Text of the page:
Agility – a combination of speed and accuracy where handler and dog must work as a team.
So much time can be wasted or gained at the bending poles, so it is well worthwhile ensuring that your dog truly understands how to perform this obstacle. Basic principles include rhythm, keeping the dog’s head facing forward, and ensuring that the dog is used to being handled on both sides.
It should be borne in mind that dogs spines do not fully develop until they are about 2 years of age, and excessive wiggle training before that age can be detrimental to the animal and could potentially cause long-term damage. Bending repeatedly through a series of poles is not a natural behaviour for a dog and could quite easily compromise the growth plates if performed too vigorously or repeatedly at an early age. Such injuries might only manifest a couple of years later, which might make diagnosis of the initial cause of the injury difficult.
There are many varied ways of teaching bending poles, such as placing restricting wires between the poles, targeting, using a leg to force the dog into the correct gap, weave-o-matics, etc. To my mind the best way (and the one that will cause least injury) consists of two elements:
Firstly, it is imperative that the dog understands the correct entry point. The dog must enter the obstacle with the first pole at its left shoulder, irrespective of the angle of approach, which side the handler is on etc., etc. To ensure that the dog truly understands this, I would train each little variation of the entry with a clicker.
Secondly, the dog needs to understand that it must run as fast and as straight as possible. In order to achieve this, two sets of poles should be set up parallel with each other, with a gap large enough between them for the dog to pass easily between them. The dog is then clicked for running down the channel created by this double row of poles. This keeps the dog’s head straight and gets a good turn of speed. The poles can then be gradually moved closer and closer together and eventually moved in to one straight stripe and voila! the dog is weaving.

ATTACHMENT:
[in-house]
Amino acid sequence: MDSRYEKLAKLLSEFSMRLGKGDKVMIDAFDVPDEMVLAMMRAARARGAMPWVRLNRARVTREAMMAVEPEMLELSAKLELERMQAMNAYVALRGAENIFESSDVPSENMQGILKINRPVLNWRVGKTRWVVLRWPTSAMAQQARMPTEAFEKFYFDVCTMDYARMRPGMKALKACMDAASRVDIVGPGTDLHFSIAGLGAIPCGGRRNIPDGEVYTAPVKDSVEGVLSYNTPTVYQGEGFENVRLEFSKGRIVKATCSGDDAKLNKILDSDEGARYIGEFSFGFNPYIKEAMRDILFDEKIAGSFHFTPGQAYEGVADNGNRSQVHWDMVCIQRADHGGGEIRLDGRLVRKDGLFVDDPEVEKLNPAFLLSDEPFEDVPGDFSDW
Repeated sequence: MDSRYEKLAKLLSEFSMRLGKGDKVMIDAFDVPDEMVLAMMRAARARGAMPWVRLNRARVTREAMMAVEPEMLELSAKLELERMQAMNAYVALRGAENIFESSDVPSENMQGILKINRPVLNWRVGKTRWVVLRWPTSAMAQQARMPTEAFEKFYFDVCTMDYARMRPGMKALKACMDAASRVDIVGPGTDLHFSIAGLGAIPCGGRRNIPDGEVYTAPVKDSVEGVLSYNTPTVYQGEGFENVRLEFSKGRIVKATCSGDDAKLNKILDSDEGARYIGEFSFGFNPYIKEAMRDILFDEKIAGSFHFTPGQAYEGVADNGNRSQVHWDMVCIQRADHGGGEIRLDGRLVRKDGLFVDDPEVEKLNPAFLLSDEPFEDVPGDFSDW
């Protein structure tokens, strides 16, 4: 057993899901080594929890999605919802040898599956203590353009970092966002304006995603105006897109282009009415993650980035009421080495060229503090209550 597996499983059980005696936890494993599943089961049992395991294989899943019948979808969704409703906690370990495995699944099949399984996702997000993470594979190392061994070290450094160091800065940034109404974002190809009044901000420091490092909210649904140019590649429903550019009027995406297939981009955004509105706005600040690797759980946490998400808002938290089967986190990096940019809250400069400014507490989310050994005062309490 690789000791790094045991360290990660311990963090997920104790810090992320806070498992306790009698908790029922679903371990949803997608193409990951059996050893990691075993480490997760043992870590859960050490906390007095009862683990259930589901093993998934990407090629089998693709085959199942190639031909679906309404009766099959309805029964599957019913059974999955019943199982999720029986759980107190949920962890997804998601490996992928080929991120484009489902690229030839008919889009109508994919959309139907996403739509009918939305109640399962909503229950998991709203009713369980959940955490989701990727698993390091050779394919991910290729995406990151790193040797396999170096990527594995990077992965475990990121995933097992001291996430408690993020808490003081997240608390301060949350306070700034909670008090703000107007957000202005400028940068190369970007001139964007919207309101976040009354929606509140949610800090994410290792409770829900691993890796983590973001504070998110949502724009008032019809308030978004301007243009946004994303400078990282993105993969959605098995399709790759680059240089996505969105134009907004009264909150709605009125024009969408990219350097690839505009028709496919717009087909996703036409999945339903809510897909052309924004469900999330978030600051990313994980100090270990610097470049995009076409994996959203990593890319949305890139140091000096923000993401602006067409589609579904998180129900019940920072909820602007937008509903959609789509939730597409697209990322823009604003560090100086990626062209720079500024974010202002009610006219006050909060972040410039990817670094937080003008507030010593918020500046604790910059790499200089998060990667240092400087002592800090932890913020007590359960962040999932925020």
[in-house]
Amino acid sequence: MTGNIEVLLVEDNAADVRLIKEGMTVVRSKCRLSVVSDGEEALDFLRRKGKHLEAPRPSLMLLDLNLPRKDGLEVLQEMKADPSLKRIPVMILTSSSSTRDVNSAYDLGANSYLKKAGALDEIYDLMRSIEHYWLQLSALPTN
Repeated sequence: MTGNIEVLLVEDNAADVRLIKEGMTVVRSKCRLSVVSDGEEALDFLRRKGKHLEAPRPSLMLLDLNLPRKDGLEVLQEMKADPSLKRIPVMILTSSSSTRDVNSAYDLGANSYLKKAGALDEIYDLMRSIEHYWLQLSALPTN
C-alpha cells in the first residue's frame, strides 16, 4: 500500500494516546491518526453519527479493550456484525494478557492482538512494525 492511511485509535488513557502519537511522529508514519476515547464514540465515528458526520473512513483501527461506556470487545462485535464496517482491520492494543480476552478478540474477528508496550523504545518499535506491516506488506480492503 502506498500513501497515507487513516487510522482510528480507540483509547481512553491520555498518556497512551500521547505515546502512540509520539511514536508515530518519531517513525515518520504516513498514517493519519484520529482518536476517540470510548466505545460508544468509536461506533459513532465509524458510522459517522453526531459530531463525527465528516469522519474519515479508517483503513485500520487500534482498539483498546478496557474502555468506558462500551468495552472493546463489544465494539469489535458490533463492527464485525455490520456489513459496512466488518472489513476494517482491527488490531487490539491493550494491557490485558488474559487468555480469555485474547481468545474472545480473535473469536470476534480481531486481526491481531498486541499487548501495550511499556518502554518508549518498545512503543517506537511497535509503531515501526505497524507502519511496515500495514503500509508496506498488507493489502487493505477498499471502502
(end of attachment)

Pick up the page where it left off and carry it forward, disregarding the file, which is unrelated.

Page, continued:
In order to make the bending behaviour even stronger, and to ensure that the dog doesn’t lose concentration and so pop out of the line of weave poles before completion, the dog needs to be consistently reinforced for those last few poles. The easiest way of doing this is to make use of backchaining. This is a technique used by clicker trainers to encourage and reinforce behaviour chains. (a behaviour chain being a number of different and often unrelated behaviours in a certain sequence which need to be performed in a continuous flow. e.g. enter the poles with the first pole of your left hand side, bend to the right, turn and bend to the left, etc.)
Basically what one does is train the last behaviour first – in this case the last three poles only. Put that little sequence on cue. Then add the three poles before that so that there are now six poles in the sequence. Then the three before that, etc. Once the dog understands this, as he commits to the poles (presuming that all the above criteria – correct entry, head pointing straight forward, rhythm etc. – are understood by the dog) you can give the cue for the last three poles. The dog will change down a gear and zip through those poles so that he can do that last little wiggle which he knows so well will earn him his reward.
Voila!! you have a dog that not only understands the various concepts of wiggle poles, but a dog that is really motivated to get to the end of them.
And so the time arrives to consider entering a show and seeing how your handling skills will stand up under pressure……